Richard G. Petty, MD


We have a new little kitten and this morning, despite trying to keep her in the house, she scooted outside and then ran into the local feline bully. The poor little creature came in with a nasty scratch on her ear, and perhaps the understanding that the world can sometimes be a scary place. We had tried to advise and guide her, put sadly she had to learn for herself that there can be unpleasant consequences from running outside.

Similary we all want the best for our children and the people around us, but sometimes we can do them harm if we don’t help them understand the consequences of their actions.

We teach children how to cross the road, and later on, how safely to drive a car and deal with dangerous or exploitative people. We can’t live their lives for them, but we can try to help them understand the consequences of their actions.

Sometimes this important gift fails to materialize when a child or other loved one is struggling with a chronic illness.

Let me explain.

During my clinical career I dealt with two groups of clinical problems in which the biggest difficulty was not diagnosis, but helping people to stay on the treatment that they needed. The two problems were diabetes and psychiatric illnesses. By treatment, I certainly don’t just mean taking medicines: I mean being able and willing to follow a course of action.

There are dozens of reasons why people decide against taking the treatment that they need, whether it’s surgery, medication, psychotherapy or homeopathic remedies.

  • Some people don’t see the point of treatment: they are happy as they are even if the illness is causing unseen damage
  • Others just forget their treatment
  • Others don’t like the side effects, or they are frightened that they may get side effects
  • People worry about stigma and about being seen as somehow different
  • There are even a few who like being ill: not just the experience of, say, having lots of extra energy, but being cared for and looked after. I have known people who have spent 40+ years in bed, sometimes with quite minor problems.
  • Some just deny that they are ill: The extent of the denial can be amazing.

I saw an article on the BBC this morning about a young woman who believes that she went blind from the complications of diabetes because she “rebelled” as a teenager and was probably in denial.

It reminded me of a young woman whom I was once treating. Her metabolic control was becoming worse and worse. She was getting blurred vision and she was rapidly gaining weight. Her mother became extremely indignant when I asked – very, very gently – if the young woman might be pregnant. The patient and her mother vehemently denied the possibility. Less than a month later – on Christmas Eve – I had to arrange for the teenager to have emergency laser therapy on her eyes for severe diabetic retinopathy. Four weeks later she gave birth to a healthy, but very large baby girl. Both mother and daughter were in denial until the very end, and mother did not want to help the daughter face the consequences of failing to treat her diabetes or the pregnancy.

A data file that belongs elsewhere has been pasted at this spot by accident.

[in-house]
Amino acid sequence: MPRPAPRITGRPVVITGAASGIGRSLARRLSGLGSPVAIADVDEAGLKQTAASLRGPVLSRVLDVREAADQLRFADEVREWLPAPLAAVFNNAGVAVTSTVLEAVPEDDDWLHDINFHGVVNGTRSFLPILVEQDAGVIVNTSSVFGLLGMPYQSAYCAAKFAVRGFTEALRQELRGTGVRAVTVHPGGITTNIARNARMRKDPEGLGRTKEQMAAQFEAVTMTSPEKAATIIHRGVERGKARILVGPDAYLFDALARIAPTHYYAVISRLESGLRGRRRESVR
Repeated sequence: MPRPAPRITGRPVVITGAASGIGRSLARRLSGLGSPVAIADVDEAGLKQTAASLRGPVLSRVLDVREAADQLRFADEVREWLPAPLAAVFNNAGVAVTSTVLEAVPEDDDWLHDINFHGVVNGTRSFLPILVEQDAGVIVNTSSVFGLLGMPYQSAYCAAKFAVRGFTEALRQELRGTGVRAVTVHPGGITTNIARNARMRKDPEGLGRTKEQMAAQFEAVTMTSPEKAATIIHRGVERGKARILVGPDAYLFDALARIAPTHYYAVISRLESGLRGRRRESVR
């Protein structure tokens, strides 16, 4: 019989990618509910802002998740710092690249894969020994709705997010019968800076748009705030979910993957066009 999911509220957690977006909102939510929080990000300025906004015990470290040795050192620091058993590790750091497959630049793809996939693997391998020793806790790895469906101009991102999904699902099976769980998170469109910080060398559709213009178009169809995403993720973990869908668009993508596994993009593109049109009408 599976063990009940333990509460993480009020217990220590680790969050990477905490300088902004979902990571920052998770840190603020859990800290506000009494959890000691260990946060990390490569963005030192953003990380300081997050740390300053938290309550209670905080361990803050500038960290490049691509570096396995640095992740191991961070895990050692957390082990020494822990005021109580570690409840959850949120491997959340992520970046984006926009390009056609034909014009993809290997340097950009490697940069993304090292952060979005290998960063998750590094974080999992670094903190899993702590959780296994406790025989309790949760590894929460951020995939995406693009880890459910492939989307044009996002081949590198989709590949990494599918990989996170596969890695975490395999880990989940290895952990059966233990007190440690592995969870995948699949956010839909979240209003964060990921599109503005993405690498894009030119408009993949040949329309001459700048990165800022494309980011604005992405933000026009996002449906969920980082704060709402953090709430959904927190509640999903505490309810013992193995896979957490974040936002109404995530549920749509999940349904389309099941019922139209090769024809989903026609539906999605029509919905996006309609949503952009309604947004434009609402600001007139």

I’d like to give you two other examples of failing to face consequences.

In the first, a family saw me on television and asked me to see their son. He had a major neurological illness, did not want to take medicine, and It turned out that he had already seen some of my colleagues in my department. The parents wanted me to force him into taking medicine.

The second involved someone with attention deficit disorder (ADD) who could not remember to take her treatment or to follow through with any of the therapies that we recommended. Her parents wanted us to treat her. After a while it became impossible, because she had no interest in being treated.

But here is the point. The young man with the neurological illness had something progressive. He could not yet be declared legally incompetent, but he could not see that without treatment he would become very sick. The young woman with ADD also had a potentially progressive illness and was on a slippery slope. Not that the ADD was becoming worse, but because the behavioral consequences of the illness were leading her into more and more risky behaviors.